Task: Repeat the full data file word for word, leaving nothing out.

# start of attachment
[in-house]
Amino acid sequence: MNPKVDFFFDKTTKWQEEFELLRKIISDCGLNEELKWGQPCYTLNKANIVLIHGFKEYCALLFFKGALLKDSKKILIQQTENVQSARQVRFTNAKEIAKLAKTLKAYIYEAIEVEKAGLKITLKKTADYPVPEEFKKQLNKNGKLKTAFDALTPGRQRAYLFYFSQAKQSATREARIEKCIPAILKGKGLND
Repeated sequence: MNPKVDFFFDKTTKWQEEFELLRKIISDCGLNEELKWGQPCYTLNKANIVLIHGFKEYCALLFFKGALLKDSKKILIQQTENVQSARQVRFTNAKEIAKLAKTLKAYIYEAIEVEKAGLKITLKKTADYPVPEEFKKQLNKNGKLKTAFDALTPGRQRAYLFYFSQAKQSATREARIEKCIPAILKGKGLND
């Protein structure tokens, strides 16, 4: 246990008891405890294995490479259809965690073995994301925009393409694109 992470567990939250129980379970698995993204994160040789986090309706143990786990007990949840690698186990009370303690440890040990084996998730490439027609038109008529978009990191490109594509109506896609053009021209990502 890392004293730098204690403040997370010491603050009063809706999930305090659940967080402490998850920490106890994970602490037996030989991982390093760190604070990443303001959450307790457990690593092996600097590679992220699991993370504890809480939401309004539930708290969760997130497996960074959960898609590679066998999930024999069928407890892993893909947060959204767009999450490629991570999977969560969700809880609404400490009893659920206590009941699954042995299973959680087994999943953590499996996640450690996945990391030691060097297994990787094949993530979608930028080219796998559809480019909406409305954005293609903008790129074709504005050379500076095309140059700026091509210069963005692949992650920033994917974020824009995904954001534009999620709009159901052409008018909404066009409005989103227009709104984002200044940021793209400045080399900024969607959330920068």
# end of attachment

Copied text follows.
[in-house]
Amino acid sequence: MNPKVDFFFDKTTKWQEEFELLRKIISDCGLNEELKWGQPCYTLNKANIVLIHGFKEYCALLFFKGALLKDSKKILIQQTENVQSARQVRFTNAKEIAKLAKTLKAYIYEAIEVEKAGLKITLKKTADYPVPEEFKKQLNKNGKLKTAFDALTPGRQRAYLFYFSQAKQSATREARIEKCIPAILKGKGLND
Repeated sequence: MNPKVDFFFDKTTKWQEEFELLRKIISDCGLNEELKWGQPCYTLNKANIVLIHGFKEYCALLFFKGALLKDSKKILIQQTENVQSARQVRFTNAKEIAKLAKTLKAYIYEAIEVEKAGLKITLKKTADYPVPEEFKKQLNKNGKLKTAFDALTPGRQRAYLFYFSQAKQSATREARIEKCIPAILKGKGLND
């Protein structure tokens, strides 16, 4: 246990008891405890294995490479259809965690073995994301925009393409694109 992470567990939250129980379970698995993204994160040789986090309706143990786990007990949840690698186990009370303690440890040990084996998730490439027609038109008529978009990191490109594509109506896609053009021209990502 890392004293730098204690403040997370010491603050009063809706999930305090659940967080402490998850920490106890994970602490037996030989991982390093760190604070990443303001959450307790457990690593092996600097590679992220699991993370504890809480939401309004539930708290969760997130497996960074959960898609590679066998999930024999069928407890892993893909947060959204767009999450490629991570999977969560969700809880609404400490009893659920206590009941699954042995299973959680087994999943953590499996996640450690996945990391030691060097297994990787094949993530979608930028080219796998559809480019909406409305954005293609903008790129074709504005050379500076095309140059700026091509210069963005692949992650920033994917974020824009995904954001534009999620709009159901052409008018909404066009409005989103227009709104984002200044940021793209400045080399900024969607959330920068």